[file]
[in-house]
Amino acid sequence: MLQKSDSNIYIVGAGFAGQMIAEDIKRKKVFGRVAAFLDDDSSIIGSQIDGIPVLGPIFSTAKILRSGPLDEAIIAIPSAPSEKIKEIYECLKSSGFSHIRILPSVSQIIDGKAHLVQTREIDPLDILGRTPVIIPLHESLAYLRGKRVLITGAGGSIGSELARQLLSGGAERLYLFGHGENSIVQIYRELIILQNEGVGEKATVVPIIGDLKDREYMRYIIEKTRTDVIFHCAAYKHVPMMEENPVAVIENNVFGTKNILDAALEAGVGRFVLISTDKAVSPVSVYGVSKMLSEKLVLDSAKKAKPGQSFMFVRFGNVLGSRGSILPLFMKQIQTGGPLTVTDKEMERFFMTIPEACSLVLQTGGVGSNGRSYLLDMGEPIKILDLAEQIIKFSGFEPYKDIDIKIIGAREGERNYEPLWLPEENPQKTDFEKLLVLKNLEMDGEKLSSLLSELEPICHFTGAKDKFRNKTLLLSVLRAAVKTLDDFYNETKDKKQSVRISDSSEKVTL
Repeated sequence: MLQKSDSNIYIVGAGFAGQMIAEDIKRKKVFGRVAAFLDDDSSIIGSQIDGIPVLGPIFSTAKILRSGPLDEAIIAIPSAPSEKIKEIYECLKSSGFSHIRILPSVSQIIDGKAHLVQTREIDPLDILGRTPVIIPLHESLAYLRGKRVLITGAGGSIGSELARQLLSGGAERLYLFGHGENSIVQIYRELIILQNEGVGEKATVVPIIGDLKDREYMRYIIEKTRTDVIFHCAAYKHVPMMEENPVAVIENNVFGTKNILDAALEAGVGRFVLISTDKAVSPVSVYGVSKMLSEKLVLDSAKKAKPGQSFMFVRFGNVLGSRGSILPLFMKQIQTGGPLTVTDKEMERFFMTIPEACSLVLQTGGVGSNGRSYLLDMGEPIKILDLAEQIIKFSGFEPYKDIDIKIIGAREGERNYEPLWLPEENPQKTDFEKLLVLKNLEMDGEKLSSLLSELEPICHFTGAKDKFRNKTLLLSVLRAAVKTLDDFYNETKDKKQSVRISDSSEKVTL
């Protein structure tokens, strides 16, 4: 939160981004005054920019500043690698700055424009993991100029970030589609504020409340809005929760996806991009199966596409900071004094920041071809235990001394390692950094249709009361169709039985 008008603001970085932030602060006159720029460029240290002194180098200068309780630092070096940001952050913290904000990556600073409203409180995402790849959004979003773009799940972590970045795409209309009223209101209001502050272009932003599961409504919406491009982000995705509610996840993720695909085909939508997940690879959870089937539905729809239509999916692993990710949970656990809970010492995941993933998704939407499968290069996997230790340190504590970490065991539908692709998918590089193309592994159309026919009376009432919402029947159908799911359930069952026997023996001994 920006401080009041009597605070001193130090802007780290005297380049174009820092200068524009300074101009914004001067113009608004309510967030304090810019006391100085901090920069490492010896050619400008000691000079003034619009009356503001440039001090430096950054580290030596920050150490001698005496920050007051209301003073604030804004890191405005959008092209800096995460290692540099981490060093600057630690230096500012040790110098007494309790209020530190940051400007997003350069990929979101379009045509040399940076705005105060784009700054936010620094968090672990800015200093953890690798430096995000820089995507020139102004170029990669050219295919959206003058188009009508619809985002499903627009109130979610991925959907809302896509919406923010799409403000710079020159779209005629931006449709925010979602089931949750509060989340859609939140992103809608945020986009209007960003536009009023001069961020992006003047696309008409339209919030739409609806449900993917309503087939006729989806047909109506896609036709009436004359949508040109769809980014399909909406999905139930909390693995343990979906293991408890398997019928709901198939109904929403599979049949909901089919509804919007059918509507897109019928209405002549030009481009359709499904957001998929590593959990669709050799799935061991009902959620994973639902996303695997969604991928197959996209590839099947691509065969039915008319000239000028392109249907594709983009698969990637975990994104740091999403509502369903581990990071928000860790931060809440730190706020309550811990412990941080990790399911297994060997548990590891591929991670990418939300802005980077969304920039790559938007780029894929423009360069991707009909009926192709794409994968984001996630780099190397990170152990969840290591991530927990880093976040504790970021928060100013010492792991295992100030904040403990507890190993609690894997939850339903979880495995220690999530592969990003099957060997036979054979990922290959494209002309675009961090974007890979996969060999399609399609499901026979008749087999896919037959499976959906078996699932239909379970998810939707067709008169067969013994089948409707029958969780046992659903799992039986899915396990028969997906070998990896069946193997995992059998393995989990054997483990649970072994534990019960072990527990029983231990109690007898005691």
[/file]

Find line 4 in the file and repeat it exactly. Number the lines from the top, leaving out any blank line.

């Protein structure tokens, strides 16, 4: 939160981004005054920019500043690698700055424009993991100029970030589609504020409340809005929760996806991009199966596409900071004094920041071809235990001394390692950094249709009361169709039985 008008603001970085932030602060006159720029460029240290002194180098200068309780630092070096940001952050913290904000990556600073409203409180995402790849959004979003773009799940972590970045795409209309009223209101209001502050272009932003599961409504919406491009982000995705509610996840993720695909085909939508997940690879959870089937539905729809239509999916692993990710949970656990809970010492995941993933998704939407499968290069996997230790340190504590970490065991539908692709998918590089193309592994159309026919009376009432919402029947159908799911359930069952026997023996001994 920006401080009041009597605070001193130090802007780290005297380049174009820092200068524009300074101009914004001067113009608004309510967030304090810019006391100085901090920069490492010896050619400008000691000079003034619009009356503001440039001090430096950054580290030596920050150490001698005496920050007051209301003073604030804004890191405005959008092209800096995460290692540099981490060093600057630690230096500012040790110098007494309790209020530190940051400007997003350069990929979101379009045509040399940076705005105060784009700054936010620094968090672990800015200093953890690798430096995000820089995507020139102004170029990669050219295919959206003058188009009508619809985002499903627009109130979610991925959907809302896509919406923010799409403000710079020159779209005629931006449709925010979602089931949750509060989340859609939140992103809608945020986009209007960003536009009023001069961020992006003047696309008409339209919030739409609806449900993917309503087939006729989806047909109506896609036709009436004359949508040109769809980014399909909406999905139930909390693995343990979906293991408890398997019928709901198939109904929403599979049949909901089919509804919007059918509507897109019928209405002549030009481009359709499904957001998929590593959990669709050799799935061991009902959620994973639902996303695997969604991928197959996209590839099947691509065969039915008319000239000028392109249907594709983009698969990637975990994104740091999403509502369903581990990071928000860790931060809440730190706020309550811990412990941080990790399911297994060997548990590891591929991670990418939300802005980077969304920039790559938007780029894929423009360069991707009909009926192709794409994968984001996630780099190397990170152990969840290591991530927990880093976040504790970021928060100013010492792991295992100030904040403990507890190993609690894997939850339903979880495995220690999530592969990003099957060997036979054979990922290959494209002309675009961090974007890979996969060999399609399609499901026979008749087999896919037959499976959906078996699932239909379970998810939707067709008169067969013994089948409707029958969780046992659903799992039986899915396990028969997906070998990896069946193997995992059998393995989990054997483990649970072994534990019960072990527990029983231990109690007898005691």